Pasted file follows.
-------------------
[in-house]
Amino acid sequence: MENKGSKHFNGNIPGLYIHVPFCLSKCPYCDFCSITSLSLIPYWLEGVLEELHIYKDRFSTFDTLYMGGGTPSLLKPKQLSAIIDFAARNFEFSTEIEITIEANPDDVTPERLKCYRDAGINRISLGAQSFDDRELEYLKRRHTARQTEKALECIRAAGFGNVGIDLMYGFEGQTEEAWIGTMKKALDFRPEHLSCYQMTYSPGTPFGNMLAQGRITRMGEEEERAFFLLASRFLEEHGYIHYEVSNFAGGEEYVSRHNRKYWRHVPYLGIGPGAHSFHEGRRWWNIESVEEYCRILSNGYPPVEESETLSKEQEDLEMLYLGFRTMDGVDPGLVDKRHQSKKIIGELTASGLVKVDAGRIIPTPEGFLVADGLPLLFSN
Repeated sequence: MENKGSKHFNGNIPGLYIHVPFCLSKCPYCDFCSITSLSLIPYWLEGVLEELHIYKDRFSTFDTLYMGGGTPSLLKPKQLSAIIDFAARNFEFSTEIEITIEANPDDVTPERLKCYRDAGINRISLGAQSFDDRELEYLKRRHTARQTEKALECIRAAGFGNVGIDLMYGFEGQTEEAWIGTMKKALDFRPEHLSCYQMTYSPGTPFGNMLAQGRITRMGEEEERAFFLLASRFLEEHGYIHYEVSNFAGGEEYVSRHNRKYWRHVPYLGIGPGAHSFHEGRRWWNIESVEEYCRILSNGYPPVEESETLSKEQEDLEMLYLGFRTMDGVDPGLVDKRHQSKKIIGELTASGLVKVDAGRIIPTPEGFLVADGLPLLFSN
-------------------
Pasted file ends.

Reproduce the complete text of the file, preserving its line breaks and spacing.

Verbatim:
[in-house]
Amino acid sequence: MENKGSKHFNGNIPGLYIHVPFCLSKCPYCDFCSITSLSLIPYWLEGVLEELHIYKDRFSTFDTLYMGGGTPSLLKPKQLSAIIDFAARNFEFSTEIEITIEANPDDVTPERLKCYRDAGINRISLGAQSFDDRELEYLKRRHTARQTEKALECIRAAGFGNVGIDLMYGFEGQTEEAWIGTMKKALDFRPEHLSCYQMTYSPGTPFGNMLAQGRITRMGEEEERAFFLLASRFLEEHGYIHYEVSNFAGGEEYVSRHNRKYWRHVPYLGIGPGAHSFHEGRRWWNIESVEEYCRILSNGYPPVEESETLSKEQEDLEMLYLGFRTMDGVDPGLVDKRHQSKKIIGELTASGLVKVDAGRIIPTPEGFLVADGLPLLFSN
Repeated sequence: MENKGSKHFNGNIPGLYIHVPFCLSKCPYCDFCSITSLSLIPYWLEGVLEELHIYKDRFSTFDTLYMGGGTPSLLKPKQLSAIIDFAARNFEFSTEIEITIEANPDDVTPERLKCYRDAGINRISLGAQSFDDRELEYLKRRHTARQTEKALECIRAAGFGNVGIDLMYGFEGQTEEAWIGTMKKALDFRPEHLSCYQMTYSPGTPFGNMLAQGRITRMGEEEERAFFLLASRFLEEHGYIHYEVSNFAGGEEYVSRHNRKYWRHVPYLGIGPGAHSFHEGRRWWNIESVEEYCRILSNGYPPVEESETLSKEQEDLEMLYLGFRTMDGVDPGLVDKRHQSKKIIGELTASGLVKVDAGRIIPTPEGFLVADGLPLLFSN